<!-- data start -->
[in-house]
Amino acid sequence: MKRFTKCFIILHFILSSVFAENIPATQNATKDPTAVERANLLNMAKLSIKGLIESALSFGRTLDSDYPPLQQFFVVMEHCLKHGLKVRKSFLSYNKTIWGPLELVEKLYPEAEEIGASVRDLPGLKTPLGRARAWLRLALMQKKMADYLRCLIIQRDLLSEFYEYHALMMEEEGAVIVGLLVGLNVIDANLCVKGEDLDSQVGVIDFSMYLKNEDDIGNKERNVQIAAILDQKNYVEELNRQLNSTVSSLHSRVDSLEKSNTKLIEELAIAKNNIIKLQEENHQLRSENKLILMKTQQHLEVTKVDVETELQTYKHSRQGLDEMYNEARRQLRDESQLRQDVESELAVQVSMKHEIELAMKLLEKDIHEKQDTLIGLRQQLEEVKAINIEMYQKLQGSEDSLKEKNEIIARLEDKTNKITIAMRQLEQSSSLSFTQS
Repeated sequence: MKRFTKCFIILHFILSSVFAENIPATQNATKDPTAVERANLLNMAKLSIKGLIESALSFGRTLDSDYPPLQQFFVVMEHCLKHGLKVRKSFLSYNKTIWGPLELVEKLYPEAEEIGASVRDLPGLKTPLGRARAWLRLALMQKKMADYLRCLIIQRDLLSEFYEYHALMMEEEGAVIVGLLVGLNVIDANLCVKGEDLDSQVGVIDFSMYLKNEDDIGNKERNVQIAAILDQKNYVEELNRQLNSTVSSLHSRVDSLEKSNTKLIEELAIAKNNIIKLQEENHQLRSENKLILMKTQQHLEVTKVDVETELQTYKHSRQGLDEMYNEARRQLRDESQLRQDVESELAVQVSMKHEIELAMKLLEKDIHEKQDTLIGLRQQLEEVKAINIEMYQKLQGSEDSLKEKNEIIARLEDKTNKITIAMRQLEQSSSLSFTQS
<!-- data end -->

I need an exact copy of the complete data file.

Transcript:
[in-house]
Amino acid sequence: MKRFTKCFIILHFILSSVFAENIPATQNATKDPTAVERANLLNMAKLSIKGLIESALSFGRTLDSDYPPLQQFFVVMEHCLKHGLKVRKSFLSYNKTIWGPLELVEKLYPEAEEIGASVRDLPGLKTPLGRARAWLRLALMQKKMADYLRCLIIQRDLLSEFYEYHALMMEEEGAVIVGLLVGLNVIDANLCVKGEDLDSQVGVIDFSMYLKNEDDIGNKERNVQIAAILDQKNYVEELNRQLNSTVSSLHSRVDSLEKSNTKLIEELAIAKNNIIKLQEENHQLRSENKLILMKTQQHLEVTKVDVETELQTYKHSRQGLDEMYNEARRQLRDESQLRQDVESELAVQVSMKHEIELAMKLLEKDIHEKQDTLIGLRQQLEEVKAINIEMYQKLQGSEDSLKEKNEIIARLEDKTNKITIAMRQLEQSSSLSFTQS
Repeated sequence: MKRFTKCFIILHFILSSVFAENIPATQNATKDPTAVERANLLNMAKLSIKGLIESALSFGRTLDSDYPPLQQFFVVMEHCLKHGLKVRKSFLSYNKTIWGPLELVEKLYPEAEEIGASVRDLPGLKTPLGRARAWLRLALMQKKMADYLRCLIIQRDLLSEFYEYHALMMEEEGAVIVGLLVGLNVIDANLCVKGEDLDSQVGVIDFSMYLKNEDDIGNKERNVQIAAILDQKNYVEELNRQLNSTVSSLHSRVDSLEKSNTKLIEELAIAKNNIIKLQEENHQLRSENKLILMKTQQHLEVTKVDVETELQTYKHSRQGLDEMYNEARRQLRDESQLRQDVESELAVQVSMKHEIELAMKLLEKDIHEKQDTLIGLRQQLEEVKAINIEMYQKLQGSEDSLKEKNEIIARLEDKTNKITIAMRQLEQSSSLSFTQS